Upcoming Sababa Fest Combines Music Festival With Jewish Tradition

Two women participants, including one wearing a flower crown, at last year’s Sababa Fest
Participants at last year’s event (Photos courtesy of Mendel Sherman)

When Mendel Sherman conceived the idea of Sababa Fest while at a Wilkes-Barre yeshiva seven years ago, his goals for the music and Shabbat festival were modest.

If a couple hundred people showed up, had a good time and developed a sense of community, he would have been happy.

With that mission accomplished, Sherman, 26, is thinking a little bigger these days, while still keeping the community feel in mind.

The third iteration of the Jewish music festival — named after the Hebrew slang for “cool” — will take place June 20-23 in Honesdale in the northeastern portion of the state.

The first festival, which was held in Dingmans Ferry, drew about 325, while last year’s event, which moved to the current location, pulled in 525.

“This year, we’re hoping to pass that,” Sherman said, noting that some participants will be flying in to attend. “We’re hoping to hit 600 this year.”

Artists scheduled to appear include Marbin, Nechama Cohen, DJ Daddy, Tali Yess, Roy Baron, Brosky, Moe Lichter, JAKANI, Zalmy Schrieber and Binyomin Lerner.

A black and white photo of a concert from last year's Sababa Fest
The crowd enjoys a performance at Sababa Fest in 2018.

Sherman described headliner Marbin as a “gyspy jazz funk fusion” band out of Chicago, although its founders are Israeli. The DJs Roy Baron and Brosky are also expected to draw fans, he said.

Aside from the music, the festival is also a Shabbat experience. There will be a halachically kosher eruv, candle lighting ceremony for women, scheduled davenings with Sefer Torah, Chazanim, fully catered Glatt kosher Shabbat meals and a musical Havdalah ceremony. Music acts will not perform during Shabbat.

“The hospitality aspect of the week is a big thing for us,” Sherman said. “It really offers a platform for the Orthodox people.”

And there are events designed for those not necessarily into music.

The 20- and 30-somethings will be able to play Ultimate Frisbee/basketball/soccer, swim in a heated pool, kayak, participate in morning yoga classes, join interactive workshops — including tie-dying, team building, standup comedy and tzitzit tying — in the afternoon, partake in late-night bonfires, and sing and dance while welcoming the Shabbat queen.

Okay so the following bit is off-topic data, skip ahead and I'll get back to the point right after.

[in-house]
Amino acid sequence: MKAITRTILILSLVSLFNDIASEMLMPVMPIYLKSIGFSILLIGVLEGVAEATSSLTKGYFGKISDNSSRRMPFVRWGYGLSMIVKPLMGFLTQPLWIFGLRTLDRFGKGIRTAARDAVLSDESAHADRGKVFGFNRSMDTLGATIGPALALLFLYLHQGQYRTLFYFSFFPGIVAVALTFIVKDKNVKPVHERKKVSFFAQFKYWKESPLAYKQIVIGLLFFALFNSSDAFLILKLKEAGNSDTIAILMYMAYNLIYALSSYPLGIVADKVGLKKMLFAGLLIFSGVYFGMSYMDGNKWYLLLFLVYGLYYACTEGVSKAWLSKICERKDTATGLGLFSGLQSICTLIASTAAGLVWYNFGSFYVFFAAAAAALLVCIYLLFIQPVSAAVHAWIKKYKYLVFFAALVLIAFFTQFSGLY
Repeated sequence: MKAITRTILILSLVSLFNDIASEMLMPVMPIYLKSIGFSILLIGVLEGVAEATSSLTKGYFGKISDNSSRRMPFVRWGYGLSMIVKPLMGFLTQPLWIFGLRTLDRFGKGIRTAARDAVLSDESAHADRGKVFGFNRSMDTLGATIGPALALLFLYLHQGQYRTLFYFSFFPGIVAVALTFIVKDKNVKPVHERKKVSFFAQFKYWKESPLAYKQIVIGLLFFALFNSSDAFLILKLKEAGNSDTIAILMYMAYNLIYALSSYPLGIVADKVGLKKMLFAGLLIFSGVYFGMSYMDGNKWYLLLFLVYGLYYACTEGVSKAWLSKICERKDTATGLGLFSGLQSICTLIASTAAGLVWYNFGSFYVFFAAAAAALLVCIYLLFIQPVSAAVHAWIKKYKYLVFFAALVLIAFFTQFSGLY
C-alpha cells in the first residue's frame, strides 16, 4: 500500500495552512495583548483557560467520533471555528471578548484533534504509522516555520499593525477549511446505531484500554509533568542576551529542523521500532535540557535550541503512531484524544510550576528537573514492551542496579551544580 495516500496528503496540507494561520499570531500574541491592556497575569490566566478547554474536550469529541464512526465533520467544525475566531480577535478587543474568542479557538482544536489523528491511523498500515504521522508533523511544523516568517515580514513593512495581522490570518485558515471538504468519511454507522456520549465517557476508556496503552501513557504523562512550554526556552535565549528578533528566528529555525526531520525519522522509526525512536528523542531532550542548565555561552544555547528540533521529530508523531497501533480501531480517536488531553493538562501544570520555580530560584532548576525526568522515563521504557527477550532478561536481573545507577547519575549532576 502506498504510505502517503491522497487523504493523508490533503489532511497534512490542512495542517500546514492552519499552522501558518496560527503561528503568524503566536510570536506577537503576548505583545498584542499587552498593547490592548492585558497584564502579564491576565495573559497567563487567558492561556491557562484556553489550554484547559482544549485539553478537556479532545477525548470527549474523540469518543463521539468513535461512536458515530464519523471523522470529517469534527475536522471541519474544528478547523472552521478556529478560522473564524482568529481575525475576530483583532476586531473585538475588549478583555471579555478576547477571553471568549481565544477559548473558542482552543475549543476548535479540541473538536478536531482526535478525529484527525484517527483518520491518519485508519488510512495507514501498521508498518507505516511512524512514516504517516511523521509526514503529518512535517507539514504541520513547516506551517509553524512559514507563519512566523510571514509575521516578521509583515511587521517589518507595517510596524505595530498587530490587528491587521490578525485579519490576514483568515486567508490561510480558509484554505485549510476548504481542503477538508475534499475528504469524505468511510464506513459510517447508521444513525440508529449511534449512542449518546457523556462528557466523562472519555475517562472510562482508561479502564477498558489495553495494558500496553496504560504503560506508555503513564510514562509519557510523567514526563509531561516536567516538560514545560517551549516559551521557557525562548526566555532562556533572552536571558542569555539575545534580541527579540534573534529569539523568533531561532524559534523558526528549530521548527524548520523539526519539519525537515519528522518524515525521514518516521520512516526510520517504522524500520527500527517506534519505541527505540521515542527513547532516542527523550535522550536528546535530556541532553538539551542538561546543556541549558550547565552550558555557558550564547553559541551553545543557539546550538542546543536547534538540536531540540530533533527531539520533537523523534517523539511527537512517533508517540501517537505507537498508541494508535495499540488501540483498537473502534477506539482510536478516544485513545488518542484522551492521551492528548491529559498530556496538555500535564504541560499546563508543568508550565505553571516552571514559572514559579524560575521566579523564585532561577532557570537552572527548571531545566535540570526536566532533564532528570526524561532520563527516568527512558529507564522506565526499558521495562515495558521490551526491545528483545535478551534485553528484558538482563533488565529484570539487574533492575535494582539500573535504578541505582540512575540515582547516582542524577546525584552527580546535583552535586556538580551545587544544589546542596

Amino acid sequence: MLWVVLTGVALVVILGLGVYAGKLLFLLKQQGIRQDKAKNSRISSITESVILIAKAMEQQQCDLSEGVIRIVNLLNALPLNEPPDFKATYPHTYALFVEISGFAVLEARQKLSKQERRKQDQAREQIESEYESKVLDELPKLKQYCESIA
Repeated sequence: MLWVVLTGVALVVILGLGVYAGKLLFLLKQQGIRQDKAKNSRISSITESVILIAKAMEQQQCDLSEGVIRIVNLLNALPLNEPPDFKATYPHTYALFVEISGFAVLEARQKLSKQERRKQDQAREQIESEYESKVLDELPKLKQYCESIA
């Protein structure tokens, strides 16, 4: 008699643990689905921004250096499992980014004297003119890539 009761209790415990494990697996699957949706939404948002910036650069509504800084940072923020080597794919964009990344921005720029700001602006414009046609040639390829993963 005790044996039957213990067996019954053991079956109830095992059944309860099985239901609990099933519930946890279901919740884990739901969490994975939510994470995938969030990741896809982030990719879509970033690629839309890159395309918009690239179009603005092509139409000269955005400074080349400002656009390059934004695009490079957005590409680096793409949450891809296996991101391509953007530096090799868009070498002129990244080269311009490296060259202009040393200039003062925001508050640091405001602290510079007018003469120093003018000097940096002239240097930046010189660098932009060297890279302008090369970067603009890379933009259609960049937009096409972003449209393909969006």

“We really just try to incorporate a lot of elements,” Sherman said, noting that while plenty of singles attend the festival — and a couple that met at the first one has since married and had a child — “the main goal is to bring young people and the millennials together.”

Given that the festival lasts four days, various accommodations are available.

Although apartments are sold out, camping and cabin options remain. The cabins, which are segregated by sex, sleep up to 18 people.

The growing size of the festival has made logistics challenging, Sherman said.

“Every year, people say, ‘The more you do it, the easier it gets,’” he said, adding that his staff of volunteers and paid employees is growing. “I don’t agree with that.”

Sherman expects the event to continue evolving. Even if Sababa remains grassroots in nature, Sherman recently incorporated Sababa Fest as a nonprofit and will continue trying to break even, while looking to attract sponsors. The first Sababa accomplished that, but last year’s event lost a small amount.

Tickets and information can be found at sababafest.com.

[email protected]; 215-832-0797

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Andy Gotlieb is the managing editor of the Jewish Exponent. He holds 31 years of experience in communications, mostly in journalism, with a decade in public relations, too. Prior newspaper stops include the St. Joseph (Mo.) News-Press, the Arkansas Democrat-Gazette, the Tampa Tribune and the Philadelphia Business Journal. The first 17 years were spent in print journalism, where I covered, at various times, business, politics, crime and government, among other beats. The final 2.5 years in that stretch was an editor at the Philadelphia Business Journal, where my responsibilities included complete control over a weekly section and working with both staff writers and freelancers. In late 2005, I switched gears and began working in public relations for the next decade. I learned the ins and outs of public relations -- including being on the other side of the media-PR equation -- and made numerous contacts. I rejoined the ranks of journalism in March 2016, starting as the managing editor of the Jewish Exponent.


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